Chiselled to perfection
- Jyothi Raghuram
Photos: Jayasimha Reddy
January 6, 2019
As one goes on in the years, how one looks is a reflection of the life one has led. With dancers, it is an added grace and poise they carry, if they have imbibed from the art and truly lost themselves in it. This is how two creative dancers, B. Bhanumati and Usha Datar adorned the stage, their gracious presence interestingly contrasting their spontaneity and joy to dance.
Bhanumati, even after decades, with competition from young dance teachers breaking new ground in choreography, remains one of the most sought-after Bharatanatyam teachers. Much of this has to do with her benign persona, her intuitive, comprehensive training of her wards complementing her creative forays, especially in group choreographies, her Bharatanjali troupe standing the test of times.
Usha Datar, a hard working, ingenuous dancer known for her deeply-researched dance compositions, is an encyclopaedic dancer, whose worth is not known to many, her disarming naiveté keeping her inconspicuous. The only scholar-performer of Temple Dance, a form of worship by devadasis gone into oblivion, Datar alone has it in her to perform the elaborate, six-hour ritualistic dance, which she has, in the presence of revered art critic B.V.K. Shastry and culture czar Kamaladevi Chattopadhyay, with much acclaim.
Those were the days.....Some lessons to learn, an unusual interactive session got up by Ananya on Dec 30, 2018 at Seva Sadan, Bangalore, that traced the learning years of veterans belonging to a different generation, was a trip down memory lane for the two incomparable gurus. Unrelenting in its punishing daily schedule where dance dominated the time-table, synchronized with music and Samskritam classes, and body discipline exercises, the interaction of the duo was remarkable for its succinct underlying message - no shortcut to daily rigorous practice, years of chiseling through repetitious routine, and immersing in the margam as the acme of rasa evolution.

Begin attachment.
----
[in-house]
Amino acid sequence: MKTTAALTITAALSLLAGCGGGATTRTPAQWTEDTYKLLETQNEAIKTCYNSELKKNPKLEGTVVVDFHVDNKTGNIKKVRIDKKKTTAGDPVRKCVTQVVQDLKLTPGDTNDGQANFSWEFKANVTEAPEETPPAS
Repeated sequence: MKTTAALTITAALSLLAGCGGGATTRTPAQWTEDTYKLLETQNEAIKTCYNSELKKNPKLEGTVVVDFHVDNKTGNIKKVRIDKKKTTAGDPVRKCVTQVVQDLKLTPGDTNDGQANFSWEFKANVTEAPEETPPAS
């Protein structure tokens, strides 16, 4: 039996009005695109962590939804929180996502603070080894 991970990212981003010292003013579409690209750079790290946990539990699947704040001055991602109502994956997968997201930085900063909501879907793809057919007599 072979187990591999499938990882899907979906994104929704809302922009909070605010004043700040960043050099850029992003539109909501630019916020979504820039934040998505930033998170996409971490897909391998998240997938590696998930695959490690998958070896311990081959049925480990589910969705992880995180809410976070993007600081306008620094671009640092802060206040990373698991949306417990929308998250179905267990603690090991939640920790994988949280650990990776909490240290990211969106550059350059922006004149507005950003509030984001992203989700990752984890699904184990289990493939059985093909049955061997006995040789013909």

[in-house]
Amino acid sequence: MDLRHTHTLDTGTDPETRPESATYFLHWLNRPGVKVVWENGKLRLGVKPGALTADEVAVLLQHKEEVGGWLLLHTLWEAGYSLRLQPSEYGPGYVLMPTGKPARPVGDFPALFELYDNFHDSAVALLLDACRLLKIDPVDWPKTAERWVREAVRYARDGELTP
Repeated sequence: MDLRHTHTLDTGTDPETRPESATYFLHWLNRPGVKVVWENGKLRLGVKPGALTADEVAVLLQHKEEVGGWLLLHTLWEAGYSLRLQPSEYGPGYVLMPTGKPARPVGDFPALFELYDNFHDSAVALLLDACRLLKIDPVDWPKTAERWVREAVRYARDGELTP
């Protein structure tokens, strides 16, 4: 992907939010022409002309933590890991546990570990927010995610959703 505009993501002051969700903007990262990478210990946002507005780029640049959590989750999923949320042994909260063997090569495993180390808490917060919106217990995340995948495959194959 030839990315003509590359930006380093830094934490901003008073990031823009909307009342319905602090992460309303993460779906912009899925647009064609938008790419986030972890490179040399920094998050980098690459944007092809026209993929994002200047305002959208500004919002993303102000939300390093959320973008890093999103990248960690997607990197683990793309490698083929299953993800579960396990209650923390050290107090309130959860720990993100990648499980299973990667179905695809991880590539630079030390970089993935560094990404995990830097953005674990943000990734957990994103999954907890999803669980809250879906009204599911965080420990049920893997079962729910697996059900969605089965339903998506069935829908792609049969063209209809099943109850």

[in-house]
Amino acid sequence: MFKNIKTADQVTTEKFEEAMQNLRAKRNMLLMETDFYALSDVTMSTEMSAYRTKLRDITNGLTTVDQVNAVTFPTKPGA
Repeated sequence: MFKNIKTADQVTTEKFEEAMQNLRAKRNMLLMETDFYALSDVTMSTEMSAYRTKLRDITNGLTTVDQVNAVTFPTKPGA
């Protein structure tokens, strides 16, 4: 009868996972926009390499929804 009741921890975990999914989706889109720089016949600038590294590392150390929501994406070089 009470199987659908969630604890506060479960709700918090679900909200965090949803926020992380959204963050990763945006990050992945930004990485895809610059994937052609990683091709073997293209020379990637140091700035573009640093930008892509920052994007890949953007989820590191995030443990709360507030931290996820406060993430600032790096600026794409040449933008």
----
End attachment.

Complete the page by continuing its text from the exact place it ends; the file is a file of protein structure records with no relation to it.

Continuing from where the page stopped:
A lesser dancer than Datar would have quit dance, given the apparent repression and military regimentation. A young child uprooted from home and planted in alien surroundings as a residential student in Kerala Kalamandalam, seems tortuous! The severity of learning, with a ceaseless schedule from 4am to 9pm--unimaginable to younger dancers - gave an insight into the long years of physical and mental discipline that went to make her a true dancer. That Datar had gone through this rigor is in itself an achievement, especially juxtaposed against today's world of instant gratification. This strenuous journey, with its authoritarian set-up for several interminable years, provided Datar the foundation and tenacity to blossom into a complete artiste. The ability to stand up to the vicissitudes of life with a spirited smile perhaps encompasses her entire learning, enhancing her art.
Informal in speech and subdued in judgment, Bhanumati was yet unequivocal about the years of training sans expectations that makes for a seasoned dancer, dancing with total enjoyment being the essence from which the much-misunderstood rasa arises. "Rasa is the culmination of bhava, vibhava, leading up to the sanchari bhava, created by the dancer among the spectators, the success of a performance measured by a specific rasa experience of the audience." It couldn't have been more rewarding than to watch Bhanumati's demonstration of rasa creation through the aged Shabari, that greatest devotee of Sri Rama; a deeply-touching portrayal in just a few minutes. What heart-felt emotions! How blessed her wards!